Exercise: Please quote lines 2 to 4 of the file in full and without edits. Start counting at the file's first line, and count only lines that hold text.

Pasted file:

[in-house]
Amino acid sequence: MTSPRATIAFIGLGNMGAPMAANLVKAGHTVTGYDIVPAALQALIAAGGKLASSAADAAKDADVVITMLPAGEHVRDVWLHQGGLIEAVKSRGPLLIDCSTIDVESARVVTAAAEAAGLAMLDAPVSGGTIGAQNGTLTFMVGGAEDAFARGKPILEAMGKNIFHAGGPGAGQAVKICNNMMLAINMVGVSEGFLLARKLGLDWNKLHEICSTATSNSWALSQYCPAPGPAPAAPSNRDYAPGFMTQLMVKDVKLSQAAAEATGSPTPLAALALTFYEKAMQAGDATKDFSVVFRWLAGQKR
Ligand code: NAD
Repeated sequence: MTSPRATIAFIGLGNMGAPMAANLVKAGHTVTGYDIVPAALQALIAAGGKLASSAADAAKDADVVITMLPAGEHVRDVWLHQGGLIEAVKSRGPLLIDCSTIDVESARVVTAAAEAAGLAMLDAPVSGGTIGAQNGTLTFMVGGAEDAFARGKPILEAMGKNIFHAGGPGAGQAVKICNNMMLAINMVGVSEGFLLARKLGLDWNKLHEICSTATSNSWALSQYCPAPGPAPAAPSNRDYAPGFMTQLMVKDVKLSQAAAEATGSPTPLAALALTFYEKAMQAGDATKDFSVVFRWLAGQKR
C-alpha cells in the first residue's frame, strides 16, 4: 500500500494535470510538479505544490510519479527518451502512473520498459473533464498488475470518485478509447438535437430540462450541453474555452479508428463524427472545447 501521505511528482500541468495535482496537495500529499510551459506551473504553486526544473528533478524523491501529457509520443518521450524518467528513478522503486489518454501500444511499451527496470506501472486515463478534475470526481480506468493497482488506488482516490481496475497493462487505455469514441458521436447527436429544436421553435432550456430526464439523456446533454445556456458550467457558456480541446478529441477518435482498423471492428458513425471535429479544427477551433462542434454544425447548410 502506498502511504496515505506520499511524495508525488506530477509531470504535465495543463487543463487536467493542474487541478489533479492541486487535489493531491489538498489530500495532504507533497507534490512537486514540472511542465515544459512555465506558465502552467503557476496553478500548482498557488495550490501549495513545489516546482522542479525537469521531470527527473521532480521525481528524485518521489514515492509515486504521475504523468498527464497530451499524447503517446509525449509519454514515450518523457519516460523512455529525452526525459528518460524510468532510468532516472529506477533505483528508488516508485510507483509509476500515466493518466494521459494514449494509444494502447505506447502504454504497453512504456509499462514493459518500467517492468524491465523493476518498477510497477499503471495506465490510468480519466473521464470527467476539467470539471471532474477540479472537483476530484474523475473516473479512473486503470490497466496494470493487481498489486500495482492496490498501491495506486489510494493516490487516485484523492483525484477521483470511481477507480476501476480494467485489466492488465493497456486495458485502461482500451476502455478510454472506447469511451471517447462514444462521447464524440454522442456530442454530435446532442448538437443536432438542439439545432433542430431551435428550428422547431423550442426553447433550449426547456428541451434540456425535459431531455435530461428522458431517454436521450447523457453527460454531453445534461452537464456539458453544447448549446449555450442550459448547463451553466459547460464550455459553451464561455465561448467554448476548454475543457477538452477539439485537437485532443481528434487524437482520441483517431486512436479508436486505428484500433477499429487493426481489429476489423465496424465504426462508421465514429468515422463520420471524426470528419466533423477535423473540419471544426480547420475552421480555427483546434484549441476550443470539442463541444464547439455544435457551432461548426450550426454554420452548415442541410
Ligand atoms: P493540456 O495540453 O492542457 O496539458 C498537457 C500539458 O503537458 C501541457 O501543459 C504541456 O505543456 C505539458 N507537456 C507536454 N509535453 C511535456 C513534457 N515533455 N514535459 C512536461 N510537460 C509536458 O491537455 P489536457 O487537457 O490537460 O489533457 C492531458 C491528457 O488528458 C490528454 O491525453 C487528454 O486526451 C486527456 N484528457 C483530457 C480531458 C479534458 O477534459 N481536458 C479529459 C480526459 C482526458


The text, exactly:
Amino acid sequence: MTSPRATIAFIGLGNMGAPMAANLVKAGHTVTGYDIVPAALQALIAAGGKLASSAADAAKDADVVITMLPAGEHVRDVWLHQGGLIEAVKSRGPLLIDCSTIDVESARVVTAAAEAAGLAMLDAPVSGGTIGAQNGTLTFMVGGAEDAFARGKPILEAMGKNIFHAGGPGAGQAVKICNNMMLAINMVGVSEGFLLARKLGLDWNKLHEICSTATSNSWALSQYCPAPGPAPAAPSNRDYAPGFMTQLMVKDVKLSQAAAEATGSPTPLAALALTFYEKAMQAGDATKDFSVVFRWLAGQKR
Ligand code: NAD
Repeated sequence: MTSPRATIAFIGLGNMGAPMAANLVKAGHTVTGYDIVPAALQALIAAGGKLASSAADAAKDADVVITMLPAGEHVRDVWLHQGGLIEAVKSRGPLLIDCSTIDVESARVVTAAAEAAGLAMLDAPVSGGTIGAQNGTLTFMVGGAEDAFARGKPILEAMGKNIFHAGGPGAGQAVKICNNMMLAINMVGVSEGFLLARKLGLDWNKLHEICSTATSNSWALSQYCPAPGPAPAAPSNRDYAPGFMTQLMVKDVKLSQAAAEATGSPTPLAALALTFYEKAMQAGDATKDFSVVFRWLAGQKR